Staff will sample the water and work with Public Health-Seattle & King County and Seattle Parks Department to determine when the area can be safely reopened. SPU will provide an update when we have more information. Seattle Public Utilities is working with the property owner to ensure a timely repair of the side sewer.

If you find flooding or sewer backups, please report them to the SPU 24/7 Operations Response Center at 206-386-1800.

5:56 PM: We went down to the shore to check the extent of the signage. It continues northward at Constellation Park, beyond 63rd/Beach:

FOLLOWUP: Alki Beach Park will close at 10 pm every night for the rest of the summer

(Thursday’s sunset on Alki – photo by Jen Popp)

This announcement is just in from Seattle Parks:

Seattle Parks and Recreation (SPR) will extend the temporary early closure time of 10 p.m. at Alki Beach Park (2665 Alki Ave. SW) through September 12, 2021.

SPR originally piloted a temporary early closure time of 10 p.m. over the 4th of July holiday weekend. Based on positive community feedback, as well as continued concerns around illegal activity and public safety issues at Alki Beach Park over the busy summer months, SPR has decided to extend the temporary early closing. The park will close daily at 10:00 p.m. (instead of 11:30 p.m.) and reopen as normal at 4:30 a.m.

This extension of the temporary closing time change, authorized by SMC 18.12.040, is intended to mitigate illegal activity at the park during the busy summer months. Alki Beach Park has experienced an increase in public safety issues, including acts of violence, excessive noise violations, illegal fires, and unpermitted events.

SPR has already implemented several strategies to try to discourage illegal behaviors at Alki Beach Park:

· Public education: To clarify and publicize beach fire rules and other park rules, we are using our website and social media resources, sandwich-board signs at the park, and most recently, two large electronic reader-boards stating that fires are allowed in authorized firepits only, and the time by which fires must be extinguished. (Reader-board messaging may change to reflect updates.)

· Enhanced staffing: Five staff are on the beach nightly. They remind park users that fires can be in firepits only and must be extinguished by 9:30 p.m.; remind park users that amplified music is prohibited; pick up litter; clean and restock restrooms.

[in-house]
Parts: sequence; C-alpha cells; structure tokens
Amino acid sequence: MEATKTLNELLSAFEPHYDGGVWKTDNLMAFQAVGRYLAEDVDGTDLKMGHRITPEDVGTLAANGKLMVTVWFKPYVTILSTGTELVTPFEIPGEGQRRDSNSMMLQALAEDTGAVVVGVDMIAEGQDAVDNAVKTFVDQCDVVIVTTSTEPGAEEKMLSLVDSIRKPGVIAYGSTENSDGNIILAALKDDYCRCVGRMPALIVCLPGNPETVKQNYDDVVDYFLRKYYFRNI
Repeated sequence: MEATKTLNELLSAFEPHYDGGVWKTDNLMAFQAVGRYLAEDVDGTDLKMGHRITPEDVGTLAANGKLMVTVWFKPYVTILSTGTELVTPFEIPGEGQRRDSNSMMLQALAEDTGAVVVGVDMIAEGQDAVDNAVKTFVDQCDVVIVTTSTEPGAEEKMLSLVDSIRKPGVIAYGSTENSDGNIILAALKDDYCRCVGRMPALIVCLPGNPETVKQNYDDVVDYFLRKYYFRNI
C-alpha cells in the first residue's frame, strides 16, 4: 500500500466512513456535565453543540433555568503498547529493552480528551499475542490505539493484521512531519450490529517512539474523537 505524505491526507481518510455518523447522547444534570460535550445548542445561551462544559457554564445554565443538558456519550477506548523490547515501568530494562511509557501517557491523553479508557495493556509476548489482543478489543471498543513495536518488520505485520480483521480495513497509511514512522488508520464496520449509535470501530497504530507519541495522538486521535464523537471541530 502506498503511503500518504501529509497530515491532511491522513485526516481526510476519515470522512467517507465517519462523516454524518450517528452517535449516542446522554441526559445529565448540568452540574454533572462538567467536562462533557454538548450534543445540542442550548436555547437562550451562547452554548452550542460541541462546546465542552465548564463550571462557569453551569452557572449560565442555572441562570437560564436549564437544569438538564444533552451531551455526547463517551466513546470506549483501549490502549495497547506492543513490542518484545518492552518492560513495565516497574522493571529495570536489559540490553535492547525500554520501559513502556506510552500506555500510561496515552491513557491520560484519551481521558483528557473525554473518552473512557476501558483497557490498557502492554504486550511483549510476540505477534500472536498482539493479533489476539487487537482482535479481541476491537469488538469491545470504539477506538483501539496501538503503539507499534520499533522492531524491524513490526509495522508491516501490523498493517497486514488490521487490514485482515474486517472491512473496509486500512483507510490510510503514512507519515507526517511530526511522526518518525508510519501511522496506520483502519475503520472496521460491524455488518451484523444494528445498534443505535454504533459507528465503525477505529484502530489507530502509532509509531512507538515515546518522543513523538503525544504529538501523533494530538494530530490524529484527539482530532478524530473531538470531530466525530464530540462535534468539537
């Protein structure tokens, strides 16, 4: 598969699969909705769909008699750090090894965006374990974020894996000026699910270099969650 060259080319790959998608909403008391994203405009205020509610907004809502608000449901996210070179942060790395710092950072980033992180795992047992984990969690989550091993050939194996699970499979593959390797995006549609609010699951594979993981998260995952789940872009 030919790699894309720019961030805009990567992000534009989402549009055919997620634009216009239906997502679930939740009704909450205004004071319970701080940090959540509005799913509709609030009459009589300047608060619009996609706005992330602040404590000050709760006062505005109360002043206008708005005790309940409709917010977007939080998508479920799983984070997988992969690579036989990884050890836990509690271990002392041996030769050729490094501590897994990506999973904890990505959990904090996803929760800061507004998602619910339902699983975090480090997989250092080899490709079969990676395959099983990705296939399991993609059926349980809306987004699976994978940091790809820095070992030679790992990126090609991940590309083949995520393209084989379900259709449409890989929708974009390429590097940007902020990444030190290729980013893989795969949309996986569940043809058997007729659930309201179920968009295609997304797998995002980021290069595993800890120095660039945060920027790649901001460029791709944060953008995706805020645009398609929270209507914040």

· Reduced hours for fires: Staff extinguish beach fires by 9:30 nightly.

· SPD coordination: We stay in close communication and strategize with SPD regarding efforts to enforce laws and prevent illegal behaviors.

Alki Beach Park will continue to allow beach fires through September 12 in designated fire rings. All beach fires must be extinguished by 9:30 p.m. and all visitors will be asked to leave the park by 10 p.m. Please see beach fire rules here.

Alki Beach Park daily operating hours will return to 4:30 a.m. to 11:30 p.m. effective September 13, 2021.

Last month, Parks announced a “pilot” to close Golden Gardens – the big beach park in Ballard – early for the next nine months, citing similar reasons.

FOLLOWUP: Police at Alki on second night of early closure

We don’t know how the first night of early Alki Beach Park closure went last night – except that no major incidents were reported – but tonight police are out in force. We drove the beach from 63rd/Alki to Seacrest and back between 9:55 and 10:20 pm, and saw groups of officers on foot, on bikes (photo above), and in vehicles. Some were staged at Don Armeni Boat Ramp. While the beach was still moderately busy at 10:15 pm, officers have since told dispatchers they’re “clearing the beach” now.

Seattle Parks announced Friday that Alki would be closed at 10 pm nightly through Monday, in hopes of deterring problems from violence to fireworks. Its northern counterpart Golden Gardens, meantime, is being closed at 10 pm nightly for nine months, also to tamp down on trouble..